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About the importance of national settings for energy communities

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This presentation briefly dicusses what national settings, such as socio-economic, political, regulatory and technical background, are crucial to the understanding of the emergence and the functioning of energy communities in different countries. It serves as an introduction to more detailed look at six analysed countries, but can function as a foundation for your own analysis. The information is taken from the NEWCOMERS deliverable, titled Description of polycentric settings in the partner countries, which is linked below.

Embeded interactive presentation

The information in this presentation is taken from the NEWCOMERS project research activity, summarized in the deliverable titled Description of polycentric settings in the partner countries that you can find on this link: https://www.newcomersh2020.eu/upload/files/D2_2_newcomers_typology_of_new_clean_energy_communities_DEF.pdf We developed the content of this presentation with the expert support by prof. Jenny Palm and dr. Katharina Reindl from the International Institute for Industrial Environmental Economics (IIIEE) at Lund University in Sweden, the NEWCOMERS project consortium partner. 2. CENTRAL PART – CONTENT In general, what do we mean when we talk about polycentric national settings? The 'polycentric' aspect relates to the theoretical framework that the NEWCOMERS project has developed, the so called theoretical framework focusing on learning in polycentric settings. Here, we focus on different sets of relevant data for 6 European countries, which are the NEWCOMERS project partner countries: Germany, Italy, the Netherlands, Slovenia, Sweden and the UK. These countries were selected because they differ in aspects that are assumed to be relevant for the activities of energy communities, such as energy generation, regulations, organisation of the electricity market and the diversity of actors. In the mentioned deliverable, we first describe the country's: - Socio-economic conditions, e.g. population data, land area, GDP, employment rate... - the technical system, where data like energy production and consumption, the electricity system (incl. data on electricity generation, electricity generation mix, exports and imports, installed capacity, peak demand), and electricity consumption by sector are described; additionally, data on electricity grid and smart grids are included; the next comes the description of the heating systems, and a table of energy related emissions is added as well - the institutional arrangements sub-section explains the political goals and national energy agreements, and the countries' performance on the EU 2020 energy targets. The electricity market, policy and law are briefly presented as well as the subsidies and tax schemes, and the electricity prices. - the action arena sub-section presents the key public and market actors, e.g. government and authorities, the market actors, and the energy communities themselves. Why is this information relevant to you? Understanding these socio-economic, technical, institutional and stakeholder settings in different countries is the first step to understand the emergence (or non-emergence) of new forms of energy communities. Let's hear a short video statement by prof. Jenny Palm about the importance of analyzing the national settings. Need for comparable data The national data collected is comparable across countries, therefore units and terminology by the IEA are used. As with IEA, all data is converted to a common energy unit, namely tonnes of oil equivalent (toe), defined as 10 to 7 kilocalories (or 41.868 gigajoules). A common energy unit allows us to see the total amount of energy used and the relative contribution of each different energy source. We also follow IEA's terminology including Total Primary Energy Supply (TPES) as the overall energy supply available for use in a country, and Total Final Consumption (TFC) as the energy that is actually used by final consumers. For the socio-economic background, information from websites such as Worldometer, Statistics times or Trading economics is used for all 6 analyzed countries. As there are separate Content Items on the Our Energy platform, presenting the national data settings, we will not go into data-details here. But in order to raise your interest in exploring deeper, here is a preview of one of the presentations. Interested to find out more information about national settings for energy communities in one or more of the following European countries: Germany, Italy, the Netherlands, Slovenia, Sweden or the UK? The NEWCOMERS project offers these data, please click here: /link na D3.1/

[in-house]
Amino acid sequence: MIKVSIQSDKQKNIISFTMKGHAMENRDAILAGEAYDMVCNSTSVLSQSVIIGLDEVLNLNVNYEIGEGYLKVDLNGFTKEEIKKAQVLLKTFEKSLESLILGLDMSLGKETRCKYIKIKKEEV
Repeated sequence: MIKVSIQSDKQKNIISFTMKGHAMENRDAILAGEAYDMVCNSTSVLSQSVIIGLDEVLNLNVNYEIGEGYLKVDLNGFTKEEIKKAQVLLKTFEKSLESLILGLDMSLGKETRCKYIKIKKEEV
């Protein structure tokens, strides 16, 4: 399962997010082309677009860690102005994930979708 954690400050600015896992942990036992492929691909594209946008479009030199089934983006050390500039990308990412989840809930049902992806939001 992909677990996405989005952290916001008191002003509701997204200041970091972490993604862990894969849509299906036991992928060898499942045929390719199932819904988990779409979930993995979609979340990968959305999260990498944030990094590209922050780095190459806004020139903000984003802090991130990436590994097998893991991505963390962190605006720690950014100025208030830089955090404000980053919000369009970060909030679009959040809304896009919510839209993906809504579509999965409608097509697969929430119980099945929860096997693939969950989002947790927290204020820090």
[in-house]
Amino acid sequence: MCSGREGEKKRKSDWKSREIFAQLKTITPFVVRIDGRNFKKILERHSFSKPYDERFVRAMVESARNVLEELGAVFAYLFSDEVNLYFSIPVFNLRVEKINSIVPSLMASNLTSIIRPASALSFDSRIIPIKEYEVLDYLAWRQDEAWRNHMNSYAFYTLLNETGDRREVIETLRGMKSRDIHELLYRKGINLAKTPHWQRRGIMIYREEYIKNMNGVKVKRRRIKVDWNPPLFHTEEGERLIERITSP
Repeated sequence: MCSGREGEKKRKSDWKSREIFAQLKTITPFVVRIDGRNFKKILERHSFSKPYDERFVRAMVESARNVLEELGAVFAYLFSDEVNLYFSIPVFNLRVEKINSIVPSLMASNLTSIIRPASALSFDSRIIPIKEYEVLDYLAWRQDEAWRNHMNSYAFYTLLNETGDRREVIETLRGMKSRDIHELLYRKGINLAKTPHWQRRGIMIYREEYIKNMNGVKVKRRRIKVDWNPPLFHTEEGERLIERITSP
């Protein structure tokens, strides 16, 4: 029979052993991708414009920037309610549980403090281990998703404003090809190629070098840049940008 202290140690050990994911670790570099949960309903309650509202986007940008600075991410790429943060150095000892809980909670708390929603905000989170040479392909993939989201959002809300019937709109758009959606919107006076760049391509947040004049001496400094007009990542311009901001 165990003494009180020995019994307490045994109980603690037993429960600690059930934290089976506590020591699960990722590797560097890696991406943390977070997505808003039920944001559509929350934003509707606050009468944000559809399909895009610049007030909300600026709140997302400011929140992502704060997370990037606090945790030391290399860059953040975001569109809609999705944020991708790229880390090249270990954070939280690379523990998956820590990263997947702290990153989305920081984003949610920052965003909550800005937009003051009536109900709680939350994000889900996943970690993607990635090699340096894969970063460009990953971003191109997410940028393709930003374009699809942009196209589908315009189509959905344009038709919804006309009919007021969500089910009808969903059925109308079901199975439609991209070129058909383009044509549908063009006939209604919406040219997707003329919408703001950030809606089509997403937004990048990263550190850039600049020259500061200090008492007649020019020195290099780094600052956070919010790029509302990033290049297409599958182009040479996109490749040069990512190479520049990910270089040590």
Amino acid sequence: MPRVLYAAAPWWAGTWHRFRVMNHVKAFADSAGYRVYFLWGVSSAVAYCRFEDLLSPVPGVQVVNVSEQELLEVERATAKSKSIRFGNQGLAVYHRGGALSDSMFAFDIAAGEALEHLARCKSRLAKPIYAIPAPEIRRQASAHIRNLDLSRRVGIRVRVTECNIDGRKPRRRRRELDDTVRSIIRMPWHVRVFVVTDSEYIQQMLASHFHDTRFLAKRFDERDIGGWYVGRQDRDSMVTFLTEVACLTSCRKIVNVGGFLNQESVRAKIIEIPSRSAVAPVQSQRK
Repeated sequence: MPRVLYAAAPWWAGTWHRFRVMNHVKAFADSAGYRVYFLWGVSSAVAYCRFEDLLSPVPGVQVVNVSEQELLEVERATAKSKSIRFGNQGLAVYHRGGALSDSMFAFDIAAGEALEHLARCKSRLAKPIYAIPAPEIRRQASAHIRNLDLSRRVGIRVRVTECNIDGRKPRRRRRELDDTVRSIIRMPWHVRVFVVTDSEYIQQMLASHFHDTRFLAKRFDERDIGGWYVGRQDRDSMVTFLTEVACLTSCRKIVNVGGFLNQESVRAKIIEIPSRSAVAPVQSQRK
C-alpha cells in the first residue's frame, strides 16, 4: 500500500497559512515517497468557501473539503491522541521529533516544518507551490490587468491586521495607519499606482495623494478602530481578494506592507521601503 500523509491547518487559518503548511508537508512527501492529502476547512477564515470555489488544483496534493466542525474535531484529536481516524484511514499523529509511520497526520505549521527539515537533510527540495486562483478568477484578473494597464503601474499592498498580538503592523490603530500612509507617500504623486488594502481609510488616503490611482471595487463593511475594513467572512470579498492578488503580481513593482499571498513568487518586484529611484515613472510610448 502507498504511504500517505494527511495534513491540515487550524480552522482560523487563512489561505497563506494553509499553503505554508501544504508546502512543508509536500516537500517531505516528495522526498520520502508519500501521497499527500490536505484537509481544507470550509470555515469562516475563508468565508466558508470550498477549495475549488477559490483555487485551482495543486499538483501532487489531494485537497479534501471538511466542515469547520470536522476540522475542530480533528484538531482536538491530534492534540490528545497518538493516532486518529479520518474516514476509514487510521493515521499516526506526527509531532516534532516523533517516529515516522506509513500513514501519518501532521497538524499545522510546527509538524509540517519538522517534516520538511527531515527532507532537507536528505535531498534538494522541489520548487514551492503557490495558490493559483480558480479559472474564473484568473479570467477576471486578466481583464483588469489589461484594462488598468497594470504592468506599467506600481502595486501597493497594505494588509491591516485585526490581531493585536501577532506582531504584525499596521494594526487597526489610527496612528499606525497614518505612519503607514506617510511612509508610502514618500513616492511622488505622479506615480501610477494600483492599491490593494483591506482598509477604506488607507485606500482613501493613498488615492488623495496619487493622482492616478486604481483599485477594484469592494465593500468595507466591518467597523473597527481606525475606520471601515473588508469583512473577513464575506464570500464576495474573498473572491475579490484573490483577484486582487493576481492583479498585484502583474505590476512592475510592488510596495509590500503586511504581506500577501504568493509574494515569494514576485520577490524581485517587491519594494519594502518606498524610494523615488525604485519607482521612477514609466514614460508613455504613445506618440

Experts

Related project

  • NEWCOMERS

    The NEWCOMERS project (New clean energy communities in a changing European energy system) will deliver practical recommendations about how the European Union as well as national and local governments can support new clean energy communities to help them flourish and unfold their potential benefits for citizens and the Energy Union.

Creative Commons Attribution-ShareAlike (CC BY-SA) 4.0 License

This multimedia content is licensed under a Creative Commons Attribution-ShareAlike (CC BY-SA) 4.0 License. However, the license of the specific external resource(s) referred to in this presentation might differ from CC BY-SA 4.0 license and therefore needs to be checked before remix, adaptation, or other kinds of reuse. More info »

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Categories and tags

  • Economics
  • Policy and regulations
  • Educate me
  • Energy communities
  • Educational community
  • Policy-makers and decision-makers
  • Theory

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